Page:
On the surface, Michael Mann‘s 80s classic Miami Vice and his new film Collateral really don’t have much in common. Different location, different premise, different era. But his ability to bring cities to life through the spectacle of their lights while creating an undertow of tension and longing permeates each show. His trademark mixing of gritty realism (gunfights aren’t in slow-mo; they take place at ferocious speed) with the surreal milky emptiness of night is just as much in evidence now as it was then.
While Mann’s recent TV flop, Robbery Homicide Division, took a stab at bringing out the lights of LA and had some visuals that sang (though it periodically descended into typical crime drama cliches), Collateral takes it up a notch. In Collateral, Mann takes a virtually empty Los Angeles night and allows his characters (Tom Cruise’s cocky self-justifying hitman and Jamie Foxx’s soft-spoken dream deferred cab driver) to grow and fill the space. Only when we visit night clubs, bars, and the occasional populated street do we meet the other characters who help add color to this quietly tense world. Sound familiar?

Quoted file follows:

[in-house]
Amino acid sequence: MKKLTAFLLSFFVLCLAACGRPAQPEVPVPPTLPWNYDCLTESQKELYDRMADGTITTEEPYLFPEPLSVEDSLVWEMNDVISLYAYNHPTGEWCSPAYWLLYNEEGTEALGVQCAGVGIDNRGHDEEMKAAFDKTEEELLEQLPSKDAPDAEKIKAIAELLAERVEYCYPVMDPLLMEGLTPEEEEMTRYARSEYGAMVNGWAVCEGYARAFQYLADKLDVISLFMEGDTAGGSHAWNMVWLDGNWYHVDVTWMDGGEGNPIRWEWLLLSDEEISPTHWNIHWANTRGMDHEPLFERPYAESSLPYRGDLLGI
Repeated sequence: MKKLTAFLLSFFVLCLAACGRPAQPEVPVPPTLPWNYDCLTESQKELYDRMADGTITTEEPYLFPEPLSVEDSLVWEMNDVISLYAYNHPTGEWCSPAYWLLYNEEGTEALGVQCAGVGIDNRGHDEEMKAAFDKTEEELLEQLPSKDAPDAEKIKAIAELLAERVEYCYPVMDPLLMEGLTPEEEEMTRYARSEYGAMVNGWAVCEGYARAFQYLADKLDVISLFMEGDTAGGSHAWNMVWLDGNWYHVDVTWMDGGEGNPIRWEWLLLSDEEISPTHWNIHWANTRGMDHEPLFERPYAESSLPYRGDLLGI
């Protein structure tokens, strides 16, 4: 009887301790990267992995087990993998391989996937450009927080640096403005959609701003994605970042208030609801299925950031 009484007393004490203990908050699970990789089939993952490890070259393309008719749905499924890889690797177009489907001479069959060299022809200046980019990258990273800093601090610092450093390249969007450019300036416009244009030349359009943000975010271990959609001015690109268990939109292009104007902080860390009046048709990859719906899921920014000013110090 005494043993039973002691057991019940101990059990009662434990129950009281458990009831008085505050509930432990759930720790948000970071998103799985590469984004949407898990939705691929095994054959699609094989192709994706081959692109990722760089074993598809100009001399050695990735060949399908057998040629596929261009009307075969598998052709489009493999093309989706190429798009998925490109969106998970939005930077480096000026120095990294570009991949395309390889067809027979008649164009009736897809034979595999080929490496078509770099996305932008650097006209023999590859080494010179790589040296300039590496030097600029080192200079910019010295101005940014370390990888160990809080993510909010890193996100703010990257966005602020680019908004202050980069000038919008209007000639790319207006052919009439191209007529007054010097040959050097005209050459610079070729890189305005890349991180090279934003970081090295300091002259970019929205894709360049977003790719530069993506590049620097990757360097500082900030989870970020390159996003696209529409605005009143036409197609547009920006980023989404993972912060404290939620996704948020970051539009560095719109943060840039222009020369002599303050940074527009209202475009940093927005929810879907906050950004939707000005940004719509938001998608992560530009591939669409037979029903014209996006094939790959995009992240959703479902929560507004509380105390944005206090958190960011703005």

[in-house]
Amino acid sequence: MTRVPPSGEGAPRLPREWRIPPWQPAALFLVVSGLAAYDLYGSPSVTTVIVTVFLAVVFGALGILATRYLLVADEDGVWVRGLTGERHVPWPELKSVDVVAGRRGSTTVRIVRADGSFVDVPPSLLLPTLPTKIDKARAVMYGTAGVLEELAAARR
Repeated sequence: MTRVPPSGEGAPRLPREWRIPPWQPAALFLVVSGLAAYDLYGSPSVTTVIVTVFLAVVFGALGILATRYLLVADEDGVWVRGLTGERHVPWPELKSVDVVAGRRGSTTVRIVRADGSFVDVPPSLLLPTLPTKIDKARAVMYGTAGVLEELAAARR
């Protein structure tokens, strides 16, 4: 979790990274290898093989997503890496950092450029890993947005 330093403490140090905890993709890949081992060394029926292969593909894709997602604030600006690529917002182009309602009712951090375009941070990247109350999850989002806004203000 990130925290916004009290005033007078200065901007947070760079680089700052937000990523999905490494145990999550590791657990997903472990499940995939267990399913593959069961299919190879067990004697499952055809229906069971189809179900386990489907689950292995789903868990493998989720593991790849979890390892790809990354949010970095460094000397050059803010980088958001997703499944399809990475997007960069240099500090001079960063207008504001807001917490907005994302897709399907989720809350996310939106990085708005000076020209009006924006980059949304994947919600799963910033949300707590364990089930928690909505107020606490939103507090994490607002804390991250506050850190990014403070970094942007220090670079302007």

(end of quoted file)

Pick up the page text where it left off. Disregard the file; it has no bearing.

Though Collateral certainly isn’t Miami Vice, it does in many ways represent what Michael Mann does best. It’s nice to see him doing something at once familiar and so different.